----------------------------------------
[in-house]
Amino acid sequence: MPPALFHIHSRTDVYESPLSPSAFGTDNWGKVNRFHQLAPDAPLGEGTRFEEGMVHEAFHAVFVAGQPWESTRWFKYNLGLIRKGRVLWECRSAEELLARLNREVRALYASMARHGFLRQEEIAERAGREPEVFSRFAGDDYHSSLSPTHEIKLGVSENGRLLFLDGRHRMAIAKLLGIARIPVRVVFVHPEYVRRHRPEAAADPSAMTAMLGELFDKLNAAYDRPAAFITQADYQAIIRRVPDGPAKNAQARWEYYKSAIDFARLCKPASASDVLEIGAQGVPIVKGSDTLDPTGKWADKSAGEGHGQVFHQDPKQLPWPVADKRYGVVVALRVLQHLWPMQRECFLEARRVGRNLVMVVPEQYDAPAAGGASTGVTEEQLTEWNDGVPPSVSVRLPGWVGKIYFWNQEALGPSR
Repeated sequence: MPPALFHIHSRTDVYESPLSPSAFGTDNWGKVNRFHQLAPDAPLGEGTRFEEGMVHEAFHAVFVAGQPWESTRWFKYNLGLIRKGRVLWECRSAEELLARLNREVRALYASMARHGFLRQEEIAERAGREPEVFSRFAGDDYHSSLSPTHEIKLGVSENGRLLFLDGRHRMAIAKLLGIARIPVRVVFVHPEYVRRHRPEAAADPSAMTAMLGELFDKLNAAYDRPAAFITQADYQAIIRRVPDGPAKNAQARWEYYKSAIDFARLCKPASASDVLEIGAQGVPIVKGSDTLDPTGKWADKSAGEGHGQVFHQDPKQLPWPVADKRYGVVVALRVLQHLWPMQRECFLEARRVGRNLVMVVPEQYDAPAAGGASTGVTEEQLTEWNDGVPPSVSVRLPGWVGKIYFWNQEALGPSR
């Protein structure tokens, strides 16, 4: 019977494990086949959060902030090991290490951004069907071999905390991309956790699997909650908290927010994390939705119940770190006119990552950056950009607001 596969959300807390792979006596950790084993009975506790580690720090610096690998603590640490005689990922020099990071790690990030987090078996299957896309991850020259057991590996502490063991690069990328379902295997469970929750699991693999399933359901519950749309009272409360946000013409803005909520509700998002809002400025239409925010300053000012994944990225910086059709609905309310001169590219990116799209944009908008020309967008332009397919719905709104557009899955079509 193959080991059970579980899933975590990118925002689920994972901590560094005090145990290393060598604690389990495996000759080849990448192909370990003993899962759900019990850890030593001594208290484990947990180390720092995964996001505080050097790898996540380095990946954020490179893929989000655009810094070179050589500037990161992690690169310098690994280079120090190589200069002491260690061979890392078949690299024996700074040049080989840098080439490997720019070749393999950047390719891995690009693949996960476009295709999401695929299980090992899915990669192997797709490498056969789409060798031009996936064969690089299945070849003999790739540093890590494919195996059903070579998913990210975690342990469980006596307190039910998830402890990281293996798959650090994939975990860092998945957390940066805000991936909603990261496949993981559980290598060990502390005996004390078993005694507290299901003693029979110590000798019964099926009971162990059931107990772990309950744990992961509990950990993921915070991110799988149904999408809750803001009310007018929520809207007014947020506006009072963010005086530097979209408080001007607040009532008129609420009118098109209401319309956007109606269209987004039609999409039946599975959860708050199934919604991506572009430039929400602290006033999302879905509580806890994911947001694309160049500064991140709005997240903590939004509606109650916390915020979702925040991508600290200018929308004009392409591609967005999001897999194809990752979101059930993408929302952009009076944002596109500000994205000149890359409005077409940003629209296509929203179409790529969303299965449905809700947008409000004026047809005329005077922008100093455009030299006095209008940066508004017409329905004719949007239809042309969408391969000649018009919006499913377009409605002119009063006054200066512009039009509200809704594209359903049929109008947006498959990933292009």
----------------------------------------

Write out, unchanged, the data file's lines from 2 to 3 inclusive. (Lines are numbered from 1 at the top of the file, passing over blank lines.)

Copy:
Amino acid sequence: MPPALFHIHSRTDVYESPLSPSAFGTDNWGKVNRFHQLAPDAPLGEGTRFEEGMVHEAFHAVFVAGQPWESTRWFKYNLGLIRKGRVLWECRSAEELLARLNREVRALYASMARHGFLRQEEIAERAGREPEVFSRFAGDDYHSSLSPTHEIKLGVSENGRLLFLDGRHRMAIAKLLGIARIPVRVVFVHPEYVRRHRPEAAADPSAMTAMLGELFDKLNAAYDRPAAFITQADYQAIIRRVPDGPAKNAQARWEYYKSAIDFARLCKPASASDVLEIGAQGVPIVKGSDTLDPTGKWADKSAGEGHGQVFHQDPKQLPWPVADKRYGVVVALRVLQHLWPMQRECFLEARRVGRNLVMVVPEQYDAPAAGGASTGVTEEQLTEWNDGVPPSVSVRLPGWVGKIYFWNQEALGPSR
Repeated sequence: MPPALFHIHSRTDVYESPLSPSAFGTDNWGKVNRFHQLAPDAPLGEGTRFEEGMVHEAFHAVFVAGQPWESTRWFKYNLGLIRKGRVLWECRSAEELLARLNREVRALYASMARHGFLRQEEIAERAGREPEVFSRFAGDDYHSSLSPTHEIKLGVSENGRLLFLDGRHRMAIAKLLGIARIPVRVVFVHPEYVRRHRPEAAADPSAMTAMLGELFDKLNAAYDRPAAFITQADYQAIIRRVPDGPAKNAQARWEYYKSAIDFARLCKPASASDVLEIGAQGVPIVKGSDTLDPTGKWADKSAGEGHGQVFHQDPKQLPWPVADKRYGVVVALRVLQHLWPMQRECFLEARRVGRNLVMVVPEQYDAPAAGGASTGVTEEQLTEWNDGVPPSVSVRLPGWVGKIYFWNQEALGPSR